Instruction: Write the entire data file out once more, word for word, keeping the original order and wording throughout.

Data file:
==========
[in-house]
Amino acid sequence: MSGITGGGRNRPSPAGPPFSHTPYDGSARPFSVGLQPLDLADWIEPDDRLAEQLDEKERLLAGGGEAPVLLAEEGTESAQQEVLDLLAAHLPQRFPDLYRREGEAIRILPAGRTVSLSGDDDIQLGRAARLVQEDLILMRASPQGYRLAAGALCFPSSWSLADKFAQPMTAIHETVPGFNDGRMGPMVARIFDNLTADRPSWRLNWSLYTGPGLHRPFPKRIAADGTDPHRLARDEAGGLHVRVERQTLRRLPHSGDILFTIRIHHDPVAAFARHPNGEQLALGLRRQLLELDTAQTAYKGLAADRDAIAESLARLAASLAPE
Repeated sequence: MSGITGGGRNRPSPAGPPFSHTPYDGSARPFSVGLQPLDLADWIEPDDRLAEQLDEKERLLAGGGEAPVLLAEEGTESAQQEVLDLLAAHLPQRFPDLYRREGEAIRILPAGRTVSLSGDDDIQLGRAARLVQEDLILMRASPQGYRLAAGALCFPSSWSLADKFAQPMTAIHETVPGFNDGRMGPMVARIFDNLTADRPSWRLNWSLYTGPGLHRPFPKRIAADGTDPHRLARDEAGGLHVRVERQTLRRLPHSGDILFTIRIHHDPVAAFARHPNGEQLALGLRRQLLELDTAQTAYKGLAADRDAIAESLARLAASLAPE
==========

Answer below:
[in-house]
Amino acid sequence: MSGITGGGRNRPSPAGPPFSHTPYDGSARPFSVGLQPLDLADWIEPDDRLAEQLDEKERLLAGGGEAPVLLAEEGTESAQQEVLDLLAAHLPQRFPDLYRREGEAIRILPAGRTVSLSGDDDIQLGRAARLVQEDLILMRASPQGYRLAAGALCFPSSWSLADKFAQPMTAIHETVPGFNDGRMGPMVARIFDNLTADRPSWRLNWSLYTGPGLHRPFPKRIAADGTDPHRLARDEAGGLHVRVERQTLRRLPHSGDILFTIRIHHDPVAAFARHPNGEQLALGLRRQLLELDTAQTAYKGLAADRDAIAESLARLAASLAPE
Repeated sequence: MSGITGGGRNRPSPAGPPFSHTPYDGSARPFSVGLQPLDLADWIEPDDRLAEQLDEKERLLAGGGEAPVLLAEEGTESAQQEVLDLLAAHLPQRFPDLYRREGEAIRILPAGRTVSLSGDDDIQLGRAARLVQEDLILMRASPQGYRLAAGALCFPSSWSLADKFAQPMTAIHETVPGFNDGRMGPMVARIFDNLTADRPSWRLNWSLYTGPGLHRPFPKRIAADGTDPHRLARDEAGGLHVRVERQTLRRLPHSGDILFTIRIHHDPVAAFARHPNGEQLALGLRRQLLELDTAQTAYKGLAADRDAIAESLARLAASLAPE